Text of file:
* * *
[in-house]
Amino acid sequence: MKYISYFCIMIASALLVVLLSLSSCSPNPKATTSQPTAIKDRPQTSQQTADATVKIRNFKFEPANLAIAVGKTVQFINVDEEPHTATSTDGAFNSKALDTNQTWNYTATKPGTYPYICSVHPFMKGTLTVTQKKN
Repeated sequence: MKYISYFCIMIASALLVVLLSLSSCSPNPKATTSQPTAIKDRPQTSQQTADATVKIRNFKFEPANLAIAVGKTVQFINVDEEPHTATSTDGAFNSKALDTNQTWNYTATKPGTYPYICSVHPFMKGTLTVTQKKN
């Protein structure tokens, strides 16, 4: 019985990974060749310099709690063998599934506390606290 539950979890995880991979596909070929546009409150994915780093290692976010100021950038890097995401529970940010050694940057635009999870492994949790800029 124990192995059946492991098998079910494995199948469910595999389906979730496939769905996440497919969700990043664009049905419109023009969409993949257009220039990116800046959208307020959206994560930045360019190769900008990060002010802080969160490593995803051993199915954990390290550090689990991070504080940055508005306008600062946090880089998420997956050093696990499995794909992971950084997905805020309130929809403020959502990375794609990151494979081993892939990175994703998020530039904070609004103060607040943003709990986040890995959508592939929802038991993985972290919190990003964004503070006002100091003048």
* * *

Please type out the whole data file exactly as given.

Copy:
[in-house]
Amino acid sequence: MKYISYFCIMIASALLVVLLSLSSCSPNPKATTSQPTAIKDRPQTSQQTADATVKIRNFKFEPANLAIAVGKTVQFINVDEEPHTATSTDGAFNSKALDTNQTWNYTATKPGTYPYICSVHPFMKGTLTVTQKKN
Repeated sequence: MKYISYFCIMIASALLVVLLSLSSCSPNPKATTSQPTAIKDRPQTSQQTADATVKIRNFKFEPANLAIAVGKTVQFINVDEEPHTATSTDGAFNSKALDTNQTWNYTATKPGTYPYICSVHPFMKGTLTVTQKKN
């Protein structure tokens, strides 16, 4: 019985990974060749310099709690063998599934506390606290 539950979890995880991979596909070929546009409150994915780093290692976010100021950038890097995401529970940010050694940057635009999870492994949790800029 124990192995059946492991098998079910494995199948469910595999389906979730496939769905996440497919969700990043664009049905419109023009969409993949257009220039990116800046959208307020959206994560930045360019190769900008990060002010802080969160490593995803051993199915954990390290550090689990991070504080940055508005306008600062946090880089998420997956050093696990499995794909992971950084997905805020309130929809403020959502990375794609990151494979081993892939990175994703998020530039904070609004103060607040943003709990986040890995959508592939929802038991993985972290919190990003964004503070006002100091003048």